University of Cambridge > > Morphogenesis Seminar Series > Are plant cells balloons? A biomechanical perspective on plant cell growth.

Are plant cells balloons? A biomechanical perspective on plant cell growth.

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  • UserYuchen Long 
  • ClockMonday 22 May 2023, 14:30-15:30
  • HouseOnline.

If you have a question about this talk, please contact Elena Scarpa.

Cellular growth is ultimately a biomechanical process. In plants, the major biomechanical forces are the cellular pressure, or “turgor pressure”, and the resulting cell wall tension. Specifically, osmosis causes cellular pressure build-up and stretches the cell walls to expand, leading to many biophysicists comparing plant cells to “water-filled balloons”. Despite this analogy, the precise role of tissue hydraulics in plant meristematic tissues remains elusive. Here, by combining micromechanical measurement, 4D confocal live imaging and physical modelling, we demonstrate that cellular pressure is highly heterogeneous within the shoot apical meristem (SAM) of the model plant Arabidopsis thaliana. We further suggest that the coupling of tissue mechanics and hydraulics can predict various growth modes that cannot be recapitulated by previous models. Together, our results reveal cell pressure as a source of patterned heterogeneity and illustrate links between tissue geometry, mechanics, and growth, with potential roles in tissue homeostasis and morphogenesis.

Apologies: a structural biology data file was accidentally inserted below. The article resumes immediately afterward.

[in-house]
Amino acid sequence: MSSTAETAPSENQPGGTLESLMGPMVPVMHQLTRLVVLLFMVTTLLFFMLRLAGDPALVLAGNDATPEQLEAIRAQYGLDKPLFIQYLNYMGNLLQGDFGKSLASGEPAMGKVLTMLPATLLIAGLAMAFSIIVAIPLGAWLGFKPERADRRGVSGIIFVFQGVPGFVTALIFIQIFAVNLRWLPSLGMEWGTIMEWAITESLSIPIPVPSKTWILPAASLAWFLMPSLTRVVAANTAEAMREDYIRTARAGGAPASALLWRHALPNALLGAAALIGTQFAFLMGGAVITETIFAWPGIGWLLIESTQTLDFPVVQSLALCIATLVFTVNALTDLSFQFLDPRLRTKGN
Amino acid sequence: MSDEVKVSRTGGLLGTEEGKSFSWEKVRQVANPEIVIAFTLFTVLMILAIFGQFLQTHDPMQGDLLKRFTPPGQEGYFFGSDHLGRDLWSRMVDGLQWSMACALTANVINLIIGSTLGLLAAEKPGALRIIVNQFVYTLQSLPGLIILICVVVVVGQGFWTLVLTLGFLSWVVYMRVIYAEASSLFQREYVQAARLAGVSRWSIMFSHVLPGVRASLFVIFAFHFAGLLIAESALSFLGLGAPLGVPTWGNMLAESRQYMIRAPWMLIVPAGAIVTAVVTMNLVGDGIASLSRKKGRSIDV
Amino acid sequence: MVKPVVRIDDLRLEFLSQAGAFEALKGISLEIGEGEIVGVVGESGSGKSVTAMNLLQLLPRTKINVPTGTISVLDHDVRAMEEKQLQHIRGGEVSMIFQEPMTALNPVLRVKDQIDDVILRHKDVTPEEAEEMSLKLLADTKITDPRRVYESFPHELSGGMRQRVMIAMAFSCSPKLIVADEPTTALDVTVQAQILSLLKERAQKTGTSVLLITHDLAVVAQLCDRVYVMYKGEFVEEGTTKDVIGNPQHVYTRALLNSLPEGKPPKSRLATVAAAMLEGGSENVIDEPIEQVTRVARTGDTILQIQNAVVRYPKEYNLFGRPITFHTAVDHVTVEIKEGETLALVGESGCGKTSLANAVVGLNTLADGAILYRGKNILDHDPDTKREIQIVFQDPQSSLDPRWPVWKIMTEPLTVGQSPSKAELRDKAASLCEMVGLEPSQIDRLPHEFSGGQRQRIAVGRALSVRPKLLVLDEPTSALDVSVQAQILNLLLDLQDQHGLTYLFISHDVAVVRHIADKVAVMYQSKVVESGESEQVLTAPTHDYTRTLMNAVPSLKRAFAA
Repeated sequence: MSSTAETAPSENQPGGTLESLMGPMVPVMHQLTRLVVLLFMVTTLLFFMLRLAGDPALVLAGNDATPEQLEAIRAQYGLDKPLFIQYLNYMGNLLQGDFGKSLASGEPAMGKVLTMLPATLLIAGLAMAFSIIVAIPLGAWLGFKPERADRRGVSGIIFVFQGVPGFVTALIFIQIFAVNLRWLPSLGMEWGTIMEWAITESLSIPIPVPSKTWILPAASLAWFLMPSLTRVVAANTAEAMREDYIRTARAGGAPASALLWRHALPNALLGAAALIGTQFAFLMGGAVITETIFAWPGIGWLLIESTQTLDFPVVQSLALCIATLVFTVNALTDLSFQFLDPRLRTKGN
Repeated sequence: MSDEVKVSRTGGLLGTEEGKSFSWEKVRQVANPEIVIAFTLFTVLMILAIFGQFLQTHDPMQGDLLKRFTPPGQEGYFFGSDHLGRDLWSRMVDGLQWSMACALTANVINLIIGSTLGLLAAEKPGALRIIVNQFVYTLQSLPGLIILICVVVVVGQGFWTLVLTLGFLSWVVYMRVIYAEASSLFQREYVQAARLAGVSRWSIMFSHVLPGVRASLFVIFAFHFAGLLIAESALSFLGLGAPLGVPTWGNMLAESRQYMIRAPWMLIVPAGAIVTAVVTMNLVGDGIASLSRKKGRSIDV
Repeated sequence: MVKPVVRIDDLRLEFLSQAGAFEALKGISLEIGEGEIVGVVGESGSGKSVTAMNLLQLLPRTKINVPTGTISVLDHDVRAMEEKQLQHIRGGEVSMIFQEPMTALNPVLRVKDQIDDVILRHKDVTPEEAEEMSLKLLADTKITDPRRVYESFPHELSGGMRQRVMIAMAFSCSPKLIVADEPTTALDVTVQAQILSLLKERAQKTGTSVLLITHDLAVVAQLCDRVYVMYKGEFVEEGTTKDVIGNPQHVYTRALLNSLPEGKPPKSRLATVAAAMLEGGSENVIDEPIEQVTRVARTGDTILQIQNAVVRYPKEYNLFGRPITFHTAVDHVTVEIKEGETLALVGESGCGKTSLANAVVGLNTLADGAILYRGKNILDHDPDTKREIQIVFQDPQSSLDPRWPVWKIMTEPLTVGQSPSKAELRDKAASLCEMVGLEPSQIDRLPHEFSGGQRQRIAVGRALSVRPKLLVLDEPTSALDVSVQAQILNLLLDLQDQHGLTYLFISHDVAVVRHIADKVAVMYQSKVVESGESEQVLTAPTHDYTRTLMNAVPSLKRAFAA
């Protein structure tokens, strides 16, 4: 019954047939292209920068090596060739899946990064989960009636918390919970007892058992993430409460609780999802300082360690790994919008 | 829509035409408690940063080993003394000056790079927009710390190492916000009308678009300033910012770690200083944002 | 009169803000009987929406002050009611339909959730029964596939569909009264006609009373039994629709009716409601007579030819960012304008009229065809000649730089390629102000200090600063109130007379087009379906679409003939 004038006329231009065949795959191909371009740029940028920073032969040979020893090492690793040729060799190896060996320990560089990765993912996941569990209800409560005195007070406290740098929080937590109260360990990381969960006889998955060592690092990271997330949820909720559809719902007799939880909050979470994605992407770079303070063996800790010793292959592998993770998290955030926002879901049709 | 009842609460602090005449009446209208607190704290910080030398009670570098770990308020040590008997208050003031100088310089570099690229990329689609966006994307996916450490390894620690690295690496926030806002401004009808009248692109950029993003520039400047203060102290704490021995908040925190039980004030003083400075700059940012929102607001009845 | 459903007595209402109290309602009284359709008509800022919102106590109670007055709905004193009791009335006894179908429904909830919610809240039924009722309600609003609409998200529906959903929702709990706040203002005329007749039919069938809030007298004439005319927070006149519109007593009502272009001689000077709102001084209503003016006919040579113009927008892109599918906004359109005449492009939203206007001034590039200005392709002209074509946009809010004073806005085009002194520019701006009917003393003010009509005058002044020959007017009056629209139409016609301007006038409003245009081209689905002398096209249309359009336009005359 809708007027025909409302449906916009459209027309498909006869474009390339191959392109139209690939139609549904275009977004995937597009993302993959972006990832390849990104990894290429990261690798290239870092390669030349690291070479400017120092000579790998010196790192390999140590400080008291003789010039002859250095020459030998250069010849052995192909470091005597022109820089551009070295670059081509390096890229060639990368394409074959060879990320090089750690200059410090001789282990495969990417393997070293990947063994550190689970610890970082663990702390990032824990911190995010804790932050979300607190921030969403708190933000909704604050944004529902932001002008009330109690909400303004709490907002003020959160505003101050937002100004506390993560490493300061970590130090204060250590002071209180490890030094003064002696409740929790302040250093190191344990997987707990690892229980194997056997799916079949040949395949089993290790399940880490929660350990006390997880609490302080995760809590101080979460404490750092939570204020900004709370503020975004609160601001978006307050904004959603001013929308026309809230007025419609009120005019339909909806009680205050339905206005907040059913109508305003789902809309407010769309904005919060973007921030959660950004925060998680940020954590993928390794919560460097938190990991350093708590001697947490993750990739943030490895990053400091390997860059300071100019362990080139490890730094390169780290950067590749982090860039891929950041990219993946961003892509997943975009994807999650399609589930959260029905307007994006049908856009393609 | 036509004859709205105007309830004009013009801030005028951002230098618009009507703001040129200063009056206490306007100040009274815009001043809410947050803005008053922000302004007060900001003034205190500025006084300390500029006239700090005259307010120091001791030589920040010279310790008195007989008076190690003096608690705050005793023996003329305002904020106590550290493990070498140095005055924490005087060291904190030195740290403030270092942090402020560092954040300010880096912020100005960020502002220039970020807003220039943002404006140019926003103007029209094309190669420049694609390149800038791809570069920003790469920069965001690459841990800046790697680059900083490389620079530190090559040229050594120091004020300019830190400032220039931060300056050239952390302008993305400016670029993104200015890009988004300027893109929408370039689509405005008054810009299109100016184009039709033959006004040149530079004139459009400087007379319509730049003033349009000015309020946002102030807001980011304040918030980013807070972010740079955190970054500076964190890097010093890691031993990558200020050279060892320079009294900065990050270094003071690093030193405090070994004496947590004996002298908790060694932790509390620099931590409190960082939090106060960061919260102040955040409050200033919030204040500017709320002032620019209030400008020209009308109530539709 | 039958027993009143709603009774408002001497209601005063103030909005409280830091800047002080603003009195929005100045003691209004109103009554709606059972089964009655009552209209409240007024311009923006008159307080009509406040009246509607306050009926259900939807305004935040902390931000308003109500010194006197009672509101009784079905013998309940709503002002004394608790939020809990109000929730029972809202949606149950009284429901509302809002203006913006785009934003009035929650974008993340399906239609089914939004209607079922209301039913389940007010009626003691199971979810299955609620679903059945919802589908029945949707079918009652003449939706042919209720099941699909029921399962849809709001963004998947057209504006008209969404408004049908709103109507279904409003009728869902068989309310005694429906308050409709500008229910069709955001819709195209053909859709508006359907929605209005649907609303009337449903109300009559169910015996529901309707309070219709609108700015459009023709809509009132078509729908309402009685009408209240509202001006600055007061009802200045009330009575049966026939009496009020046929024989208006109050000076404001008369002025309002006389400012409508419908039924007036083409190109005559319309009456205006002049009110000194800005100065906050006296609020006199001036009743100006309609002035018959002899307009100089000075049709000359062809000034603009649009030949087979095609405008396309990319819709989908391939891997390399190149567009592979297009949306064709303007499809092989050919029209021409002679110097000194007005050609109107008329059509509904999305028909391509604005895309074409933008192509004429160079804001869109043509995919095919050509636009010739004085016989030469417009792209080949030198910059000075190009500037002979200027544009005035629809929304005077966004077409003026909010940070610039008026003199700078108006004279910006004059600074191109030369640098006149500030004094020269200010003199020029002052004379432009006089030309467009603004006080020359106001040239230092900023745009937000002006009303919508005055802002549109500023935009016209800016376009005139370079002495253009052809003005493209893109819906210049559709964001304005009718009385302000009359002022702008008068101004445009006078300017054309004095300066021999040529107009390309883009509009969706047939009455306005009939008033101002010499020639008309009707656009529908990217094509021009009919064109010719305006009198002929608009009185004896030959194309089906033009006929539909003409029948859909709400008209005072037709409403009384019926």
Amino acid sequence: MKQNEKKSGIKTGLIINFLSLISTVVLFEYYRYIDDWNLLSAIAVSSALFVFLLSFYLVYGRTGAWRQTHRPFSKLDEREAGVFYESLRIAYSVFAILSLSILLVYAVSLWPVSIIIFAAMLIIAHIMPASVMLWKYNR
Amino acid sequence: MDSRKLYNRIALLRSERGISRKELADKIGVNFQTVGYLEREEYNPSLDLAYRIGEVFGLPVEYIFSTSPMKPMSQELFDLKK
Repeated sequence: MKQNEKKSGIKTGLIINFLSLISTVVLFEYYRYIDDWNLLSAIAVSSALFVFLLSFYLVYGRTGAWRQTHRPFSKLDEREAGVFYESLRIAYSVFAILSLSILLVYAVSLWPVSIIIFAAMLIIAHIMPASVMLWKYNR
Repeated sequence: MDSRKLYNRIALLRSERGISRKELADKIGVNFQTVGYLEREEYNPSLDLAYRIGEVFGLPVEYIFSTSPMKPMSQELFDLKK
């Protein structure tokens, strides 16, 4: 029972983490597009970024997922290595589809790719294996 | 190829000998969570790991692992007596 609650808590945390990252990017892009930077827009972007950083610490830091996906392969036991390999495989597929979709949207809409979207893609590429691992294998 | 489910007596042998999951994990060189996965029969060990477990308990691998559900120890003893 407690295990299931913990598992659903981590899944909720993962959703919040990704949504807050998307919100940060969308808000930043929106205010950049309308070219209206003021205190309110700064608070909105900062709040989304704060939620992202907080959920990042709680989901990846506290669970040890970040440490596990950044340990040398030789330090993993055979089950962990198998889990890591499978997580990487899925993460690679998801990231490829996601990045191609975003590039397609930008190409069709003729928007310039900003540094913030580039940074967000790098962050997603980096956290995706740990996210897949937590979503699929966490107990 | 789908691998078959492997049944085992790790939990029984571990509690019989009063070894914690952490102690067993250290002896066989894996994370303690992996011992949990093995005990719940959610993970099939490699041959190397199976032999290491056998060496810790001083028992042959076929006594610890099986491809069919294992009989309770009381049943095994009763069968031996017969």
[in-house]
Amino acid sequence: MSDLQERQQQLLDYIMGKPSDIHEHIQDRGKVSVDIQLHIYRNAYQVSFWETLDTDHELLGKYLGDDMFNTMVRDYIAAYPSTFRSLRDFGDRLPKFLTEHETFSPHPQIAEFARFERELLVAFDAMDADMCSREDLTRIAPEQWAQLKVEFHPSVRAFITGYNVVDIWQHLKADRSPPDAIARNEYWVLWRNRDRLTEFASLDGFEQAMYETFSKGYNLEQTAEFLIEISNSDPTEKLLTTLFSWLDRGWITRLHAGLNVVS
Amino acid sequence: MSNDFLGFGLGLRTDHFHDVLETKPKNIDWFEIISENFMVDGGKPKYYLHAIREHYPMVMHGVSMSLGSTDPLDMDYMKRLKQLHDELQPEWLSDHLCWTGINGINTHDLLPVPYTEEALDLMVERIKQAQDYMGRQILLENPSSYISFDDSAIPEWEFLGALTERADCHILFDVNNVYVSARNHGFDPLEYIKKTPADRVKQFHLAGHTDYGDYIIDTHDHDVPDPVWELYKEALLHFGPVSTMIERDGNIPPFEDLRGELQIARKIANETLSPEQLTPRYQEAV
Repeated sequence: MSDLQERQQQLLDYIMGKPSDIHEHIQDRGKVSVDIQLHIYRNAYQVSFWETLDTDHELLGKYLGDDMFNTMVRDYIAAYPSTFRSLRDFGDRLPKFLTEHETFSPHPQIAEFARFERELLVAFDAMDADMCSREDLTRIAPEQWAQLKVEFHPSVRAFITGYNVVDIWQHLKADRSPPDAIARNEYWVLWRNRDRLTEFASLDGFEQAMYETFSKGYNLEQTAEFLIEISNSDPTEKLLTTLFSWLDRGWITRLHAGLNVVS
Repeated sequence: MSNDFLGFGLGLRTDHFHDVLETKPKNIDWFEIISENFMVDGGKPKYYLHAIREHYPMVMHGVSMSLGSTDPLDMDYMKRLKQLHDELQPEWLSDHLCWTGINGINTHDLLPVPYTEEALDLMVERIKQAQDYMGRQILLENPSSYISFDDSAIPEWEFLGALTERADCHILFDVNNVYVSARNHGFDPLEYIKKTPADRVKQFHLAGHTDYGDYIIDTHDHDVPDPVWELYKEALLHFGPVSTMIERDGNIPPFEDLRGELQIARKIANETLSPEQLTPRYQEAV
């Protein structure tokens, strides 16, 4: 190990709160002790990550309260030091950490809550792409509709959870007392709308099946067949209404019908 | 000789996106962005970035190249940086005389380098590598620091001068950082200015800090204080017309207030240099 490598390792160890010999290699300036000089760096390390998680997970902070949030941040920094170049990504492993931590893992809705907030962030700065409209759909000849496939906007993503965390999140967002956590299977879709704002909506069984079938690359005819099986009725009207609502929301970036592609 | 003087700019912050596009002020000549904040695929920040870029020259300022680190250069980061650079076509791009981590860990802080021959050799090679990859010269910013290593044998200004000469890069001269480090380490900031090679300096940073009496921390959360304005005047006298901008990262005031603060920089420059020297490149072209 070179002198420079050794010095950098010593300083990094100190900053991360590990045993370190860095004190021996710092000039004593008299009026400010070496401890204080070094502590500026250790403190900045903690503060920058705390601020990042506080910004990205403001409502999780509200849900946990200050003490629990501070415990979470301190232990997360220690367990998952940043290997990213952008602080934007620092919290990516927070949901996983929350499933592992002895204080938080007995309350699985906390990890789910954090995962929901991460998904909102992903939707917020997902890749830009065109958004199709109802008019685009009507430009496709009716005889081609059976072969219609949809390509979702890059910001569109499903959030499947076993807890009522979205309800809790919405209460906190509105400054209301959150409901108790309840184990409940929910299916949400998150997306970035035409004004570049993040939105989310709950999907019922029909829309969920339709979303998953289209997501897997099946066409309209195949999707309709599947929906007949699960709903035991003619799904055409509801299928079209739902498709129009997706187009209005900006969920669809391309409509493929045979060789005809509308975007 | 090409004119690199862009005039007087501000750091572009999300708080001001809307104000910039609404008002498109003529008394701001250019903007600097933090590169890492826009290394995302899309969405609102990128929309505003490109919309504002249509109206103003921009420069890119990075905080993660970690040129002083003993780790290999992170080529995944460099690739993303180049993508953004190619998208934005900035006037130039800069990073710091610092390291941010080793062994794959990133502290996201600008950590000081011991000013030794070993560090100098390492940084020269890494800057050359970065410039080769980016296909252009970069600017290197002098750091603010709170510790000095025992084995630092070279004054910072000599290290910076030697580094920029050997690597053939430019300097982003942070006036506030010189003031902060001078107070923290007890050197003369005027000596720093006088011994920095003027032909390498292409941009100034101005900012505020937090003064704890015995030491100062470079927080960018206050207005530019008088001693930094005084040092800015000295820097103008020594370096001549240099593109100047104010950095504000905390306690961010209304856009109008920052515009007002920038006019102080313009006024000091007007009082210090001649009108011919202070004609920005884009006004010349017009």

This talk is part of the Morphogenesis Seminar Series series.

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